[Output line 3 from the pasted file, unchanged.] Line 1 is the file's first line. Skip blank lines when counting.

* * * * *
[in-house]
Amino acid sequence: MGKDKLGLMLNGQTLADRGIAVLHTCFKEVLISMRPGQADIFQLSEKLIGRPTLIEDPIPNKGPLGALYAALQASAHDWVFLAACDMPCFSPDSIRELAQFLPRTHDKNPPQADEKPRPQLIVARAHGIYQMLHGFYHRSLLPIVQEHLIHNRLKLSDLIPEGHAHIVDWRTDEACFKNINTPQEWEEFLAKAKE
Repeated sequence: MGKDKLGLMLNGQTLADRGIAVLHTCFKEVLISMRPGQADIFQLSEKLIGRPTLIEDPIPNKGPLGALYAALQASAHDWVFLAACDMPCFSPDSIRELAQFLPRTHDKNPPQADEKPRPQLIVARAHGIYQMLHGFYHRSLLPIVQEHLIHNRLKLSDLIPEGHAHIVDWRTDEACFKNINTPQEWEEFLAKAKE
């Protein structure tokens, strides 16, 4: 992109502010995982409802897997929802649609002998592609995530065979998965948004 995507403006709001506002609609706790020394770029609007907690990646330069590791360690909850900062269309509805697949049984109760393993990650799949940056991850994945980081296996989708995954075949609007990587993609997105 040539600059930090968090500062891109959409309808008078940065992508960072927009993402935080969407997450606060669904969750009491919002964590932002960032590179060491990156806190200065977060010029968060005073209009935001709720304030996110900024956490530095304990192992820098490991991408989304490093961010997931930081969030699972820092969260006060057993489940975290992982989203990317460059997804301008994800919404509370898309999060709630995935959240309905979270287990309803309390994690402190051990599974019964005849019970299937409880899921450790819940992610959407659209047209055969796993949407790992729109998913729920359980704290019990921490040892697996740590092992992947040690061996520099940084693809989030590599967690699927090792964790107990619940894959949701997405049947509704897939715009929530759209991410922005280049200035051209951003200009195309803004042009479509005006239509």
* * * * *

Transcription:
Repeated sequence: MGKDKLGLMLNGQTLADRGIAVLHTCFKEVLISMRPGQADIFQLSEKLIGRPTLIEDPIPNKGPLGALYAALQASAHDWVFLAACDMPCFSPDSIRELAQFLPRTHDKNPPQADEKPRPQLIVARAHGIYQMLHGFYHRSLLPIVQEHLIHNRLKLSDLIPEGHAHIVDWRTDEACFKNINTPQEWEEFLAKAKE